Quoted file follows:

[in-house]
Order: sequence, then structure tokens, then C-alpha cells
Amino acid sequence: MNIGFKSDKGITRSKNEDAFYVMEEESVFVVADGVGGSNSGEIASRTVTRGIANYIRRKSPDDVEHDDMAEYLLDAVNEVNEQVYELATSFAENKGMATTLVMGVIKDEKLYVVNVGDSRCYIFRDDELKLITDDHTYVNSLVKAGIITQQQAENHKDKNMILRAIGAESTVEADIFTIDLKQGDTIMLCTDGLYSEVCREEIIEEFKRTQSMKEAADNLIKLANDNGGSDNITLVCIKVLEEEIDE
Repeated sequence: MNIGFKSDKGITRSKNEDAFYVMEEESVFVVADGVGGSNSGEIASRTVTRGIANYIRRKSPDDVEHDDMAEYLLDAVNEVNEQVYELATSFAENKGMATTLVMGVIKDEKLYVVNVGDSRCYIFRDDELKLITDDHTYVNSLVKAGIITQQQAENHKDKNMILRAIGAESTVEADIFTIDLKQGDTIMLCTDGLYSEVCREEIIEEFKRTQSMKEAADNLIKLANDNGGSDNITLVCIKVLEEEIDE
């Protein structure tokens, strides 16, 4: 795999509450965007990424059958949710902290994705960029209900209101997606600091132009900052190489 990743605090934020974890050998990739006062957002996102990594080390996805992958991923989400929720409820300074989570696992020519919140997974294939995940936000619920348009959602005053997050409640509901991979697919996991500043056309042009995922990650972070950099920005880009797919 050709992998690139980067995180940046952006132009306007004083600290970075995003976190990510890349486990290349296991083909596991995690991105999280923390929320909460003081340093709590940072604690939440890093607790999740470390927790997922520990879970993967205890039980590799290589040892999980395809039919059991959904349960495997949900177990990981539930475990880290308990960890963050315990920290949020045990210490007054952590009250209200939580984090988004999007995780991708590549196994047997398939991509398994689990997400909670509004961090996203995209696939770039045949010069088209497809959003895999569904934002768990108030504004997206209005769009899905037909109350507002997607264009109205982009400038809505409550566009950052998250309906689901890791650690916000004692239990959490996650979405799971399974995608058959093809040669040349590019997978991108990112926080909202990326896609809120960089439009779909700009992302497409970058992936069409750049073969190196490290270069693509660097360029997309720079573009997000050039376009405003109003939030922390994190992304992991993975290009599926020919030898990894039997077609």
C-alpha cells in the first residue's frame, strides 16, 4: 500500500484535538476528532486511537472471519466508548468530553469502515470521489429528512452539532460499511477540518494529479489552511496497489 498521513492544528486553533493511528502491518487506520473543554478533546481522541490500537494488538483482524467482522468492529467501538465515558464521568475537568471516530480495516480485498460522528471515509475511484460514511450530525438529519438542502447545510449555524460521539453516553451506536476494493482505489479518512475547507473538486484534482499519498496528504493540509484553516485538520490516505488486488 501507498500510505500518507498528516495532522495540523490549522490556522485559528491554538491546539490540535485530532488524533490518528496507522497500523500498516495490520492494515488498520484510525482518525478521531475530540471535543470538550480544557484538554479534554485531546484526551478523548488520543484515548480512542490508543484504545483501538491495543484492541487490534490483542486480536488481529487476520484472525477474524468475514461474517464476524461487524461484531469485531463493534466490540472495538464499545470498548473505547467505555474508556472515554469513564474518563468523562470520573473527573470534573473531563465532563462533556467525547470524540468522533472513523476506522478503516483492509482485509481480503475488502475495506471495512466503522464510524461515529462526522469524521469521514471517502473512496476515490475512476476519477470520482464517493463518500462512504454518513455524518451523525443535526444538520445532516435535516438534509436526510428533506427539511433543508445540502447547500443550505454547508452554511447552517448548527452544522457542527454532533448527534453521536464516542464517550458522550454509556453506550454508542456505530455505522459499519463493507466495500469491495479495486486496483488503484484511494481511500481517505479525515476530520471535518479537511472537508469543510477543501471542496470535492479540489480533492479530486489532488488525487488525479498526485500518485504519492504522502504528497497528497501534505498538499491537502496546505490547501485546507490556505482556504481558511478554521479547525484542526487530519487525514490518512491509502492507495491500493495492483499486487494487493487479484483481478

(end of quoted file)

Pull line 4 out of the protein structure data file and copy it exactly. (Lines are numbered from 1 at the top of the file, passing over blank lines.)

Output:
Repeated sequence: MNIGFKSDKGITRSKNEDAFYVMEEESVFVVADGVGGSNSGEIASRTVTRGIANYIRRKSPDDVEHDDMAEYLLDAVNEVNEQVYELATSFAENKGMATTLVMGVIKDEKLYVVNVGDSRCYIFRDDELKLITDDHTYVNSLVKAGIITQQQAENHKDKNMILRAIGAESTVEADIFTIDLKQGDTIMLCTDGLYSEVCREEIIEEFKRTQSMKEAADNLIKLANDNGGSDNITLVCIKVLEEEIDE